October 16, 2003

Language Rights Lose in Nebraska

The AP reported this week (e.g. in the New York Times, 10/15/03) that Sarpy County, Neb., Judge Ronald E. Reagan ordered a father to speak to his 5-year-old daughter in English or else lose his visitation rights. What's next? Will divorced parents be required to speak in a particular dialect (say, Standard English) as a condition of visitation with their children, for fear that the children might otherwise say (gasp) "ain't" occasionally?

In the opinion of this judge, and of a great many other Americans too, First Amendment rights don't extend to use of a language other than English -- in spite of the fact that the United States, perhaps uniquely among the world's nations, in fact has no official language. Federal courts have struck down some of the more extreme "English Only" laws passed by state legislatures as being unconstitutional; possibly this Nebraska judge's ruling will meet the same fate.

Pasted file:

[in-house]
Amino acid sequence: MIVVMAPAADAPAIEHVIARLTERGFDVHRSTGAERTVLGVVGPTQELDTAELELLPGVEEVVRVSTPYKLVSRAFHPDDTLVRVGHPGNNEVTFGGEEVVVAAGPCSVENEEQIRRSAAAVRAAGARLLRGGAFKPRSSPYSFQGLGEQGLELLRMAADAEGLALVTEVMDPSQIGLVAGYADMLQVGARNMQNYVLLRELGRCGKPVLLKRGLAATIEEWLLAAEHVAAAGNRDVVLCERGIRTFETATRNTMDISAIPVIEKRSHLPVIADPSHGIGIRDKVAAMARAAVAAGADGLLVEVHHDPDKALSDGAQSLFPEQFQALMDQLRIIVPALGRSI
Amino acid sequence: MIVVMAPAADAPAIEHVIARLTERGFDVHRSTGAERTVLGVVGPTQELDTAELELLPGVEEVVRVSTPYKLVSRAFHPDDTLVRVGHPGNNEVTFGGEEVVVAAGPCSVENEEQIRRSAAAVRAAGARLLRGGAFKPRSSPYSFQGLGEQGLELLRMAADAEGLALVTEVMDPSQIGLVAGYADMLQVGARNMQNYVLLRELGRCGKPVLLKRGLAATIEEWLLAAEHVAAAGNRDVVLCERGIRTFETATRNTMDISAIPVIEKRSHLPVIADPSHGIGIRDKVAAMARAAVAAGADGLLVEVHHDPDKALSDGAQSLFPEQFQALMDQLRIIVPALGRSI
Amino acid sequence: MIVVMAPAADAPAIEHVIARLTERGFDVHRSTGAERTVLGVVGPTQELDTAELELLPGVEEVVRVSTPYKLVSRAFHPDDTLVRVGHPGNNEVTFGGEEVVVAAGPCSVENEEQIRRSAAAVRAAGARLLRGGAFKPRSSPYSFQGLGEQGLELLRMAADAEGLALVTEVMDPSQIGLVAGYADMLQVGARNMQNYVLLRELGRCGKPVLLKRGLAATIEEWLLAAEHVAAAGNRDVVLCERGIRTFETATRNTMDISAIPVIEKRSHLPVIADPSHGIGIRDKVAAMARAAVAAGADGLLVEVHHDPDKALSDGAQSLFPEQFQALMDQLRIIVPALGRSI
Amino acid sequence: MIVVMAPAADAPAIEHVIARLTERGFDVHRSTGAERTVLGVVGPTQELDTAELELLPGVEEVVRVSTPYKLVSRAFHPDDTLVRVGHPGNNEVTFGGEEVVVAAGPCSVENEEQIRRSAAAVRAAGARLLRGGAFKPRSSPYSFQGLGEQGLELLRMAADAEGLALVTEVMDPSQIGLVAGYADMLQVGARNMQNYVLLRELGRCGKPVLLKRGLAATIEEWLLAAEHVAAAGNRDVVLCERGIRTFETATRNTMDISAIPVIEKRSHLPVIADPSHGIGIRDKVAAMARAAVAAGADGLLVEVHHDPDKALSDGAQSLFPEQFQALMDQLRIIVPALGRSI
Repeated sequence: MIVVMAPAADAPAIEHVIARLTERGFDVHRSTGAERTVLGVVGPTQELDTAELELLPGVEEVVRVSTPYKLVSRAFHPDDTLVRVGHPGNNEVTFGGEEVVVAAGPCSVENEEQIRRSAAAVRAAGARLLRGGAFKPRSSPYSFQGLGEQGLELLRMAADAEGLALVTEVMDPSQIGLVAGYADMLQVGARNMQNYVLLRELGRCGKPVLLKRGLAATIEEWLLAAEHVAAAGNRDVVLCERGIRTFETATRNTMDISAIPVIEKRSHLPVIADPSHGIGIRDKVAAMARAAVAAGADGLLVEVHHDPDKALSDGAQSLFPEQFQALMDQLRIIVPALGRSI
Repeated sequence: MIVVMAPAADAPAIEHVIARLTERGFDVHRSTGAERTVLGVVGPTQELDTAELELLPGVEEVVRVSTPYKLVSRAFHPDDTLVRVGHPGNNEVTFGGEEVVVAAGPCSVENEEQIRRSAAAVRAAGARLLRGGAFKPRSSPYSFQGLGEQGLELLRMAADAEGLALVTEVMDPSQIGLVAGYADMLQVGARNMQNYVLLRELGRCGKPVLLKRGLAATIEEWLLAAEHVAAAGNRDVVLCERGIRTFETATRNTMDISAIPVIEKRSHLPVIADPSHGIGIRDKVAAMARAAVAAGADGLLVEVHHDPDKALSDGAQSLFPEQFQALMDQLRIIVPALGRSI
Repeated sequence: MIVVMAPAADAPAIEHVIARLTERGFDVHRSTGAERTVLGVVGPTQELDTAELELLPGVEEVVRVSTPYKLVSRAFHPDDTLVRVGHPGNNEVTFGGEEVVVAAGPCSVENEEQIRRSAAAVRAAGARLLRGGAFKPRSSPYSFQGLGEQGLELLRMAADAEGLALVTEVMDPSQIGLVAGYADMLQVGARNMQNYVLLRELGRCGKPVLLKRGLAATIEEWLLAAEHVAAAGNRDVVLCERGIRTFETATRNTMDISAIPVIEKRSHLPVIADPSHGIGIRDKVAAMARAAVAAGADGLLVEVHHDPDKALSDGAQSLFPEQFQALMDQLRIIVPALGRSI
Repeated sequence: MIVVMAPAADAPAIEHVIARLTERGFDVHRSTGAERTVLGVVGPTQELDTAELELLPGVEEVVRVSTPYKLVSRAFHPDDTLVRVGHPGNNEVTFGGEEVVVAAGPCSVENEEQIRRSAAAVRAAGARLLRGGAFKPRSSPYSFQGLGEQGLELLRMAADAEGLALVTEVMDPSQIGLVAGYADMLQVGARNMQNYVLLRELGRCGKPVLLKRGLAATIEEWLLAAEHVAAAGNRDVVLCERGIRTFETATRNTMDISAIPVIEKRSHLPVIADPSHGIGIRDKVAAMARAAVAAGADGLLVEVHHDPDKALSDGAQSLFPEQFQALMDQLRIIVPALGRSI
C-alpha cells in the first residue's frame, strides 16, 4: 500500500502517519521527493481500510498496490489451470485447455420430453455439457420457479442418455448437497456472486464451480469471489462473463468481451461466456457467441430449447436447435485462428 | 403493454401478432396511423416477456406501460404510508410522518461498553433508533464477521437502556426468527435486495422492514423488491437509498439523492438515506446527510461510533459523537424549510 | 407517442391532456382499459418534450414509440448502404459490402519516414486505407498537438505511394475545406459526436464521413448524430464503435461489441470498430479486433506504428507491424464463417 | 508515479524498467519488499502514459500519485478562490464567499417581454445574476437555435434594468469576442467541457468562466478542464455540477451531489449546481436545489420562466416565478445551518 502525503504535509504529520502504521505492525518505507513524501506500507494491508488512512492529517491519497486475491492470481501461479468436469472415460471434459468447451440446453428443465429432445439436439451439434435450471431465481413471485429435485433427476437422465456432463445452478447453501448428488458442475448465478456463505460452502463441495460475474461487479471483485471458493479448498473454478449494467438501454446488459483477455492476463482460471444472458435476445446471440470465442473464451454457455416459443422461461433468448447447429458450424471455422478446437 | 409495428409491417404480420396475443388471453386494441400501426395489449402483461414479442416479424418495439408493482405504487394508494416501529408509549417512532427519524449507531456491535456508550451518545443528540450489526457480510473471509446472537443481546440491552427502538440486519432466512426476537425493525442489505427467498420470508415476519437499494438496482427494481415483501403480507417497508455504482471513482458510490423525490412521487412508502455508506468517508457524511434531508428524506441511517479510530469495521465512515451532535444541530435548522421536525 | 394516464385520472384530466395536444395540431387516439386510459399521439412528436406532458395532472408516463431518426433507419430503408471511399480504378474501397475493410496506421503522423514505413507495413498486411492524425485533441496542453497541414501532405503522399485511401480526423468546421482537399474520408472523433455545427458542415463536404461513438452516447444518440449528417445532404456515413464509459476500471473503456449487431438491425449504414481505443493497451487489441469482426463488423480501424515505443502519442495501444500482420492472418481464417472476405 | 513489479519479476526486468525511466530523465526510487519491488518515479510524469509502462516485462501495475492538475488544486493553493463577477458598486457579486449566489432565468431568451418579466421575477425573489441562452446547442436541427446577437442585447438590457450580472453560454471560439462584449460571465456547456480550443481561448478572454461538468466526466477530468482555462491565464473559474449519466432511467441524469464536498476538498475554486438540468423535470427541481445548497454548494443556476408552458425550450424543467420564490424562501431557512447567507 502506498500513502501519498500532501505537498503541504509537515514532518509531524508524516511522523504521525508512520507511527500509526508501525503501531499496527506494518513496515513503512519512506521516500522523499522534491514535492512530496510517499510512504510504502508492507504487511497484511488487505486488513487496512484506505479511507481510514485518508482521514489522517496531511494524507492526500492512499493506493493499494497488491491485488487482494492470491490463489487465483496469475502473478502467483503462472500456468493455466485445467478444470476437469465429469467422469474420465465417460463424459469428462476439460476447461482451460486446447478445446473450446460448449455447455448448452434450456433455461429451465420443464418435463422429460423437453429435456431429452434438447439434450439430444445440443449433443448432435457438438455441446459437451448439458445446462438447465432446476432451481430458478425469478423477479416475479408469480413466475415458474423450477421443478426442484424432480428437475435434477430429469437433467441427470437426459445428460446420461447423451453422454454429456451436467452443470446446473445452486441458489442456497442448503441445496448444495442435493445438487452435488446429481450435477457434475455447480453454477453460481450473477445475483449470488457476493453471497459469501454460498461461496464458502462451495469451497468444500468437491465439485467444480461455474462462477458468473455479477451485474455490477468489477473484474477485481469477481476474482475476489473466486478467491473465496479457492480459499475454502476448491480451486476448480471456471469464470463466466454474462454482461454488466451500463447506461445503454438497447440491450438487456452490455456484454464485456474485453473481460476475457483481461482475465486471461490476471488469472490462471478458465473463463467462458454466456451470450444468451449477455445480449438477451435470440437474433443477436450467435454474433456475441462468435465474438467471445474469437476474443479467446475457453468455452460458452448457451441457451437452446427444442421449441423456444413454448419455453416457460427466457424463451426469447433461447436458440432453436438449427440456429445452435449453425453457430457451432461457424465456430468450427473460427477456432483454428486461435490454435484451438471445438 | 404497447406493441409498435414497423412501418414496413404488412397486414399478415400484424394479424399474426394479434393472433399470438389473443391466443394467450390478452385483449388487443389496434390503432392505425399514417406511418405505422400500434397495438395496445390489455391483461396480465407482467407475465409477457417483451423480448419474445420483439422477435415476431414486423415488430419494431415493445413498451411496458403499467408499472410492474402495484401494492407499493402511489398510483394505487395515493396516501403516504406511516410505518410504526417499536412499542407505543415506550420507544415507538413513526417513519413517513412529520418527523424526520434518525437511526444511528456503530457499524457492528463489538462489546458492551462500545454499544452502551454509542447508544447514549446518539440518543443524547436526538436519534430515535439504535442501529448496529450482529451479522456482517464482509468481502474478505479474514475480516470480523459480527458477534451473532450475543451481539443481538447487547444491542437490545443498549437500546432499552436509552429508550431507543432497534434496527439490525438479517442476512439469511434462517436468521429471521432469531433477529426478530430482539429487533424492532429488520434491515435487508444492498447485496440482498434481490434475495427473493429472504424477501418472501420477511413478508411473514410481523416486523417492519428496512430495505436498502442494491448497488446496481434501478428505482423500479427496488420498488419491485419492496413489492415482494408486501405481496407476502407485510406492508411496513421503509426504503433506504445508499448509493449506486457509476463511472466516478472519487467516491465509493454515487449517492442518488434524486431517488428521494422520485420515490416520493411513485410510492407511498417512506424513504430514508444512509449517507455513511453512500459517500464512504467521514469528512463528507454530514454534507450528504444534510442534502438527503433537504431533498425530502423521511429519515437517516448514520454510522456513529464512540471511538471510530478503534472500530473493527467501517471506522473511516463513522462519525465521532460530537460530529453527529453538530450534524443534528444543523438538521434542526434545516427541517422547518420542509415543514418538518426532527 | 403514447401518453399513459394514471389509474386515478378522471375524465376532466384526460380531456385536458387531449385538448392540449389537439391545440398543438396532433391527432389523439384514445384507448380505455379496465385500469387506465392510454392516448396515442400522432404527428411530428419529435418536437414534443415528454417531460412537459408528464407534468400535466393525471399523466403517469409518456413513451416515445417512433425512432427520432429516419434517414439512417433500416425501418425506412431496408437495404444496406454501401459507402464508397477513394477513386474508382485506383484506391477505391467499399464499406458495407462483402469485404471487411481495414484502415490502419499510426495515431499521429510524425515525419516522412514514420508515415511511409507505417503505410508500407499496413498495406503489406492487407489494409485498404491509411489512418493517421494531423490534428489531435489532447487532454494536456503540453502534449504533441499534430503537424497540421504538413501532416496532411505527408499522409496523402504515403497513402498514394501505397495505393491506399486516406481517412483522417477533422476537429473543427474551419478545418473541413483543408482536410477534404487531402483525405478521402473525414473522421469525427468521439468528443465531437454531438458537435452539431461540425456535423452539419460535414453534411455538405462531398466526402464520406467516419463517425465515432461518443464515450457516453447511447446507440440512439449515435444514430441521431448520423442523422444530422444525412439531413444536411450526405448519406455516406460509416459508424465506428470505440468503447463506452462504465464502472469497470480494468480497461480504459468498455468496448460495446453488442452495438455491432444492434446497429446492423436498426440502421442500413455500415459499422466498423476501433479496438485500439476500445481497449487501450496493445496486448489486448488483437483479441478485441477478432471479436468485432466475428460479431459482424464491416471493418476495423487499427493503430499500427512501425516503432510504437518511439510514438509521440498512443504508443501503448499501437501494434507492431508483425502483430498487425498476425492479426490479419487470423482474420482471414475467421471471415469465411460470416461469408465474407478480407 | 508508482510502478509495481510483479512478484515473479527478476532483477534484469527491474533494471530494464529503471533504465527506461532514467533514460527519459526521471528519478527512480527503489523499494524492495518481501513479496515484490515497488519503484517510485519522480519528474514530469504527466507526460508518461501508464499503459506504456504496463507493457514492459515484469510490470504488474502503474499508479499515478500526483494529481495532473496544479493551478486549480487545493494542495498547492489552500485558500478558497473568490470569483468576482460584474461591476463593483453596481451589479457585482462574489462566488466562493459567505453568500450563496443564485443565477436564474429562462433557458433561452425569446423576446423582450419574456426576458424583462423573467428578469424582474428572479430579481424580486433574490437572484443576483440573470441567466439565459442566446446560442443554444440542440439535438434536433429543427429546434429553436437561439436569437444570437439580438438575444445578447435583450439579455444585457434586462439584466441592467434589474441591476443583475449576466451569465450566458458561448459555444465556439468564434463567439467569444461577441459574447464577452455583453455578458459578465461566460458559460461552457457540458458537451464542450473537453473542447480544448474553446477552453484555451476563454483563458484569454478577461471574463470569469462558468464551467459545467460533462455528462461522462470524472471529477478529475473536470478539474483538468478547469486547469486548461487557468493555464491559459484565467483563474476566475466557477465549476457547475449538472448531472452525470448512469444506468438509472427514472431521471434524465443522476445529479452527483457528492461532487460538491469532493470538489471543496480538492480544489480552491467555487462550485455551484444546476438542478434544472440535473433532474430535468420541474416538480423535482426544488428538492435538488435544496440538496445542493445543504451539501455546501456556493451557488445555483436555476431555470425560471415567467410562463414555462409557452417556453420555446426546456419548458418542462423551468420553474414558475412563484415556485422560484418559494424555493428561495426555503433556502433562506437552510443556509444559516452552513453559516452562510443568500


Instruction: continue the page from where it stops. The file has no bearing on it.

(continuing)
But aside from constitutional issues, the judge's notion of language learning is notable (if not unusual) in its ignorance of children's capacities: a five-year-old child exposed in daily life to two languages -- ANY two languages -- will learn both languages with equal facility and without significant delays in acquisition of either language. So the judge's ruling is not only cruel; it is pointless. The child's welfare will be unaffected, except of course that she will miss a valuable opportunity to exercise her mind and enhance her humanity by learning a second language.

Posted by Sally Thomason at October 16, 2003 08:02 AM